Town blackout after sub station blast

HOMES in an Essex town were preparing for a second morning without power today after a large explosion at an electricity sub station.Yesterday's blast just after 7am in Witham affected more than 10,000 homes and businesses in the town and the surrounding area.

HOMES in an Essex town were preparing for a second morning without power today after a large explosion at an electricity sub station.

Yesterday's blast just after 7am in Witham affected more than 10,000 homes and businesses in the town and the surrounding area.

With about 7,000 customers still without power last night, power firm EDF Energy has pledged to make payments of £100 to businesses and £50 to residents left without electricity for more than 18 hours.

The explosion at the Cut Throat Lane building caused the roof to cave in and a wall was also destroyed.

Staff worked throughout the day to make the sub station safe but the cause has yet to be established.

Traffic chaos also ensued in Witham, as traffic lights were not working putting pedestrians and drivers in danger.

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Ian Cass of the Witham and district chamber of commerce, said trade had been hit hard.

He said: "Every single shop has not done much business because of the lack of power.

"It has also been dangerous for the children who were turned away from school, it was a dangerous situation that they faced as they were no traffic lights in town."

He also complained about a shortage of police officers in the town to cope with the situation.

Marjorie Barnes, of EDF Energy, said their priority was to make the building safe and get power back.

She said: "Work is still continuing at the site and there have also been a number of restorations by re routing supplies and bringing in generators.

"We hope to get more supplies on throughout the evening but unfortunately some customers will be off-supply over night.

"There is nothing to say what has caused it but our first priority is to make the sub station safe and get power back and the next stage will be for us to investigate what has caused this."

Terry Hutton, Witham fire station officer, said there was little they could do at the scene because of the risk of the building collapsing.

He said: "When we arrived we were first on the scene and we could see there had been quite an explosion inside the building.

"The walls had been demolished and the roof had been blown off. There was a small fire inside but due to the possible presence of live electricity and the building being unsafe, I was not prepared to put people in there.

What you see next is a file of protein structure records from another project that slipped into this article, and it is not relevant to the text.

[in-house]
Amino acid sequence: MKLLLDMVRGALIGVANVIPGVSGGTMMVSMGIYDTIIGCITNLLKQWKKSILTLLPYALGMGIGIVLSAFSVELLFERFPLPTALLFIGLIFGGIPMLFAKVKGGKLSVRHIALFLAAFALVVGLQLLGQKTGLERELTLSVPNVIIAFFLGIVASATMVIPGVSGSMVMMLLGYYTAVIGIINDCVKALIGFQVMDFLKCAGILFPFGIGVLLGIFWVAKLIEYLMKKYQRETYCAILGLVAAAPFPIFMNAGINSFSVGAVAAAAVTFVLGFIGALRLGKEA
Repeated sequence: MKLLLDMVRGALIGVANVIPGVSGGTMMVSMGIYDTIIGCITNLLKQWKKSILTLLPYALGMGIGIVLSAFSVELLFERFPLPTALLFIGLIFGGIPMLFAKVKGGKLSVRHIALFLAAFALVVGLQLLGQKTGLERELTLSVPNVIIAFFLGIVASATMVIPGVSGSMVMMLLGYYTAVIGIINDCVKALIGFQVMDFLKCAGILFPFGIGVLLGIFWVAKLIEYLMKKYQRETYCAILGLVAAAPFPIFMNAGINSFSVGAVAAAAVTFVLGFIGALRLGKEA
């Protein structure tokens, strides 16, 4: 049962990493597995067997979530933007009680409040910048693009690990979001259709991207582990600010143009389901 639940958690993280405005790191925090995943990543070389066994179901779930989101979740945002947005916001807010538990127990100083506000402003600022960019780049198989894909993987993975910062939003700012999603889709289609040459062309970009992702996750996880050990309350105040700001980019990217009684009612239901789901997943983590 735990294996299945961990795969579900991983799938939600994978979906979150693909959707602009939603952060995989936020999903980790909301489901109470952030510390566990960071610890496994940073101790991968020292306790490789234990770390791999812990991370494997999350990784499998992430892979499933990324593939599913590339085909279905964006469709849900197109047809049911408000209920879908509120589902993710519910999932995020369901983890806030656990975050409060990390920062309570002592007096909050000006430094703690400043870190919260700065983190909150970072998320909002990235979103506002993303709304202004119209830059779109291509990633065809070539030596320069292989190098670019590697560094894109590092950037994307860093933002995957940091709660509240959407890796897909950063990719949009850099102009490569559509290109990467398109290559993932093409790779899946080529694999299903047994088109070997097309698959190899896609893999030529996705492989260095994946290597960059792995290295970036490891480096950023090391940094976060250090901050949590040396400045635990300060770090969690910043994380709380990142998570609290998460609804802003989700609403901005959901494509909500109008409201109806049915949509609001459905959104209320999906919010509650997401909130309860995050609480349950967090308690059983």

"We zoned the building off because there was a risk of further explosion and the actual fire burnt itself out in about half and hour.

"There were 33,000 volts of incoming supply – not the sort of thing you want to start spraying with water."

A spokeswoman for Essex County Council said the incident had not been dealt with as an "emergency" situation.

She said: "The decision to close a school during an incident such as a power cut, or bad weather, is the responsibility of the headteacher and governors at individual schools.

"Each school in Essex should have its own policy for dealing with incidents, such as this mornings power cut, which will include how and when to send the pupils home."

An Essex Police spokesman said: "We would not have the man power to cover every set out traffic lights in question.

"People seem to drive reasonably carefully and we have not been inundated with crashes. Traffic which is slowed can be a better policeman than us trying to do it manually."

The EDF Energy powercut phone number is 0800 7838838.

Throughout Witham yesterday there were few people who remained unaffected by the early morning explosion.

Many businesses closed while the power was off causing thousands of pounds of lost trade.

Car park attendant Cliff Stanley witnessed the blast from about 100 yards away.

He said: "There was a cloud of black smoke and flames shot out of the roof of the building. There was a 'whoosh' as it happened.

"It looked like a firework display, the flames were going up by 10 to 12 ft and then there were sparks everywhere shooting up.

"I go home at eight o'clock for a cup of tea – there were no lights on and there was a big queue coming out of one of the newsagents. It was very chaotic."

Wendy Harlow, the manager of the Grove shopping centre, said: "Tills were not working and it is also a health and safety issue because of the lack of lighting.

"We have just tried to keep the shops informed as to the situation as to when the power will come back on."

Ozar Memet a café manager in High Street said: "We have been losing a lot of customers who normally come in for breakfast.

"We have no idea when it will come back on, but if it does we will open up again.

Jane Cooper of Donald Freestongreengrocers, said: "We have gone for the Dunkirk spirit and decided to stay open.

"We have battery power for the scales and we are adding up the prices in our heads," she said.

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